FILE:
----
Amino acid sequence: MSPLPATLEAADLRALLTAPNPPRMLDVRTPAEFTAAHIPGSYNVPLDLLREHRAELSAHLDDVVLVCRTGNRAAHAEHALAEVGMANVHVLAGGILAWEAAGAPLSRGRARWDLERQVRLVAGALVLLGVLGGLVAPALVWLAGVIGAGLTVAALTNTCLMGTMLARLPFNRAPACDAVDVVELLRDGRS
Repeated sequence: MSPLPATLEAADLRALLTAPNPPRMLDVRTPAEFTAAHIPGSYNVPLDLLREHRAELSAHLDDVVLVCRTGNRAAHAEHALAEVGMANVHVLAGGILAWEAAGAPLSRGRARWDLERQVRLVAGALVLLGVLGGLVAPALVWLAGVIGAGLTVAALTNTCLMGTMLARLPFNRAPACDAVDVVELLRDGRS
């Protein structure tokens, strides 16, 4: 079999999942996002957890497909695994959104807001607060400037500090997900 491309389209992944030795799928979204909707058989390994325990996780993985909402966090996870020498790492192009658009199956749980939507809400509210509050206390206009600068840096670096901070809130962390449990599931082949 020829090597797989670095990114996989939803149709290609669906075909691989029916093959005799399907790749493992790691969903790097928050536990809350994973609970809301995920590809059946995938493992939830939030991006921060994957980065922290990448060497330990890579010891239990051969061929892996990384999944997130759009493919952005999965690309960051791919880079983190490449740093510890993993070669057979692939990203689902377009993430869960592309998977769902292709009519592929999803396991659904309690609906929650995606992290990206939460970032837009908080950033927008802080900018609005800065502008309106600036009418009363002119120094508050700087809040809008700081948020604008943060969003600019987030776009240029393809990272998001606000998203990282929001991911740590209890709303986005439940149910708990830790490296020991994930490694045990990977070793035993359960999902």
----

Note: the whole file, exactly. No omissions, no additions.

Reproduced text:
Amino acid sequence: MSPLPATLEAADLRALLTAPNPPRMLDVRTPAEFTAAHIPGSYNVPLDLLREHRAELSAHLDDVVLVCRTGNRAAHAEHALAEVGMANVHVLAGGILAWEAAGAPLSRGRARWDLERQVRLVAGALVLLGVLGGLVAPALVWLAGVIGAGLTVAALTNTCLMGTMLARLPFNRAPACDAVDVVELLRDGRS
Repeated sequence: MSPLPATLEAADLRALLTAPNPPRMLDVRTPAEFTAAHIPGSYNVPLDLLREHRAELSAHLDDVVLVCRTGNRAAHAEHALAEVGMANVHVLAGGILAWEAAGAPLSRGRARWDLERQVRLVAGALVLLGVLGGLVAPALVWLAGVIGAGLTVAALTNTCLMGTMLARLPFNRAPACDAVDVVELLRDGRS
């Protein structure tokens, strides 16, 4: 079999999942996002957890497909695994959104807001607060400037500090997900 491309389209992944030795799928979204909707058989390994325990996780993985909402966090996870020498790492192009658009199956749980939507809400509210509050206390206009600068840096670096901070809130962390449990599931082949 020829090597797989670095990114996989939803149709290609669906075909691989029916093959005799399907790749493992790691969903790097928050536990809350994973609970809301995920590809059946995938493992939830939030991006921060994957980065922290990448060497330990890579010891239990051969061929892996990384999944997130759009493919952005999965690309960051791919880079983190490449740093510890993993070669057979692939990203689902377009993430869960592309998977769902292709009519592929999803396991659904309690609906929650995606992290990206939460970032837009908080950033927008802080900018609005800065502008309106600036009418009363002119120094508050700087809040809008700081948020604008943060969003600019987030776009240029393809990272998001606000998203990282929001991911740590209890709303986005439940149910708990830790490296020991994930490694045990990977070793035993359960999902």